Best-selling author Mary Karr, the author of “The Liar’s Club,” "Cherry," and "Lit: A Memoir," was interviewed by actress Lena Dunham for the latest edition of the Lenny Letter, an online magazine founded by Dunham.
Karr converted to Catholicism in 1996, and Dunham asked her about her faith:
LD: When you mentioned Jesus, it brought me to another thing that I had wanted to ask you. What's it like to be a person who thinks about and cares about Jesus and has religion in your life but hangs out with the New York literati?
MK: People think I'm an idiot. You just have to understand. I say to my liberal friends, here's the great thing about the Catholic Church. There's a tradition among laypeople like Dorothy Day and whatever, the leftist nuns in El Salvador, of working with the poor. Every religion, Jewish, Muslim, Christian, everybody says, "Take care of poor people and widows and orphans." It's not like it's a particularly Christian thing, but in the Catholic Church particularly, there is a tradition of leftist, hands-on events with the poor, not just write a check, but go work in the soup kitchen and volunteer at Mother Teresa's Home for the Dying.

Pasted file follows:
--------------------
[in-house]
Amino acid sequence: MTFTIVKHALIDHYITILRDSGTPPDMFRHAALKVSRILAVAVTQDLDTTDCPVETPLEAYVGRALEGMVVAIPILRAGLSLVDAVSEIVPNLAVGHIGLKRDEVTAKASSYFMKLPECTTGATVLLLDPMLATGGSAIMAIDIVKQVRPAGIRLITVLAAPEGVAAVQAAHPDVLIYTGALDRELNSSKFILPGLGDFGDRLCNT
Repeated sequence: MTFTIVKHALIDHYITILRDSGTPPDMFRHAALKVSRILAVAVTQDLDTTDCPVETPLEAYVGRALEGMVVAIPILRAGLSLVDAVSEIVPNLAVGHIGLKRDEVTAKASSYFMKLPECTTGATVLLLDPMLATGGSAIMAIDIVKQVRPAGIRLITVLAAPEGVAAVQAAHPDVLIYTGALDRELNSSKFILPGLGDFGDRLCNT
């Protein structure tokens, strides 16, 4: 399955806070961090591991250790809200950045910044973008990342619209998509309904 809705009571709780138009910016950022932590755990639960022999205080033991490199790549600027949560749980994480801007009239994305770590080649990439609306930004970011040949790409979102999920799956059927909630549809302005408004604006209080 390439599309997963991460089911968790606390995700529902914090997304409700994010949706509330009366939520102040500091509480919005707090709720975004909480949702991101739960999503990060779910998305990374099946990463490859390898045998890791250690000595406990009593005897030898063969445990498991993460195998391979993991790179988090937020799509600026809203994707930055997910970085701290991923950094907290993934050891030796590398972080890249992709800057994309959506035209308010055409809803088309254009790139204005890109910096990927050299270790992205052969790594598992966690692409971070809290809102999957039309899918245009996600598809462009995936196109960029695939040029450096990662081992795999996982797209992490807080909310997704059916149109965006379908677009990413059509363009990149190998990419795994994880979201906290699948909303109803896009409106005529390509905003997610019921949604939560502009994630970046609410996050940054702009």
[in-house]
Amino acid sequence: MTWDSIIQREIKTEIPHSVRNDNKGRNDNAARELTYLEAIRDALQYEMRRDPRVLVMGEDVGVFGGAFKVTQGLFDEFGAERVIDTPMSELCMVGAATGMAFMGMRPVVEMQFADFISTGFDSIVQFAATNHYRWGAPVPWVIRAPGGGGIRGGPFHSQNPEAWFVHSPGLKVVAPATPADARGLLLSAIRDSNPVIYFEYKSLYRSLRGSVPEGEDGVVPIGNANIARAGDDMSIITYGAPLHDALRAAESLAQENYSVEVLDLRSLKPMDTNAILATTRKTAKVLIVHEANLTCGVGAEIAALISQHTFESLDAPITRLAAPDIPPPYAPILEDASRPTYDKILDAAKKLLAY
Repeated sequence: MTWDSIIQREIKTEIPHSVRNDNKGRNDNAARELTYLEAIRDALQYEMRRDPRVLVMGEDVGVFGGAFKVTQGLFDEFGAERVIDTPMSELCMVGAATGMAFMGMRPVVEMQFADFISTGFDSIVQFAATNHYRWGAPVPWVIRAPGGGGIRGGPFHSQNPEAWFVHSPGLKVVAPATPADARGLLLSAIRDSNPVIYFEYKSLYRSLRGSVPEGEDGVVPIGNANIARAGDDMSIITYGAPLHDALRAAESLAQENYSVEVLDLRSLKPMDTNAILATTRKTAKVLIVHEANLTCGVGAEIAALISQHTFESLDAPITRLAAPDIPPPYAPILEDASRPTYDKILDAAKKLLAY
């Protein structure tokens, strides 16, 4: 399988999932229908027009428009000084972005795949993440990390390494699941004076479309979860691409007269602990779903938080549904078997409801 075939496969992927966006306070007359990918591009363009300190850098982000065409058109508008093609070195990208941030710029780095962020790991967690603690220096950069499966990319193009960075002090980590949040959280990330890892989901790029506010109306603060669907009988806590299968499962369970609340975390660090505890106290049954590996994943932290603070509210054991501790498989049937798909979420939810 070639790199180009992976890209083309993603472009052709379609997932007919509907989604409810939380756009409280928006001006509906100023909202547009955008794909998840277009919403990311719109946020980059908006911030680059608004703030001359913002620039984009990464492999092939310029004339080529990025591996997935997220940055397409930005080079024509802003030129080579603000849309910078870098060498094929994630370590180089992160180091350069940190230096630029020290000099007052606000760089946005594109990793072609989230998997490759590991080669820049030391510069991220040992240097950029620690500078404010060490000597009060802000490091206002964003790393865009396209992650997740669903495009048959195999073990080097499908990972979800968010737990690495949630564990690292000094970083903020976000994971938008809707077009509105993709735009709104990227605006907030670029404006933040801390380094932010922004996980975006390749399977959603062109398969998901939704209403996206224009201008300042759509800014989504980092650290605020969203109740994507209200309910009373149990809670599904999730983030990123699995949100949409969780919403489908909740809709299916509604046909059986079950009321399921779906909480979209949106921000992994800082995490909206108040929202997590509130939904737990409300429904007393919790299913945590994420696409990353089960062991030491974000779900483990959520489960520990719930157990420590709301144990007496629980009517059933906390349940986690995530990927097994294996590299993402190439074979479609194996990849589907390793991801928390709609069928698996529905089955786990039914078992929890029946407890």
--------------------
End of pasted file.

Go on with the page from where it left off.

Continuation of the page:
Anybody who knew me before I became Catholic would agree that I'm a better person. I disagree with a lot of the Church, but no religious thing is about doctrine. All religious things are about practice. I would just say to anybody, "Try any religious practice for 30 days. If you're cynical about religion, pray on your knees every day for 30 days and see if you feel better."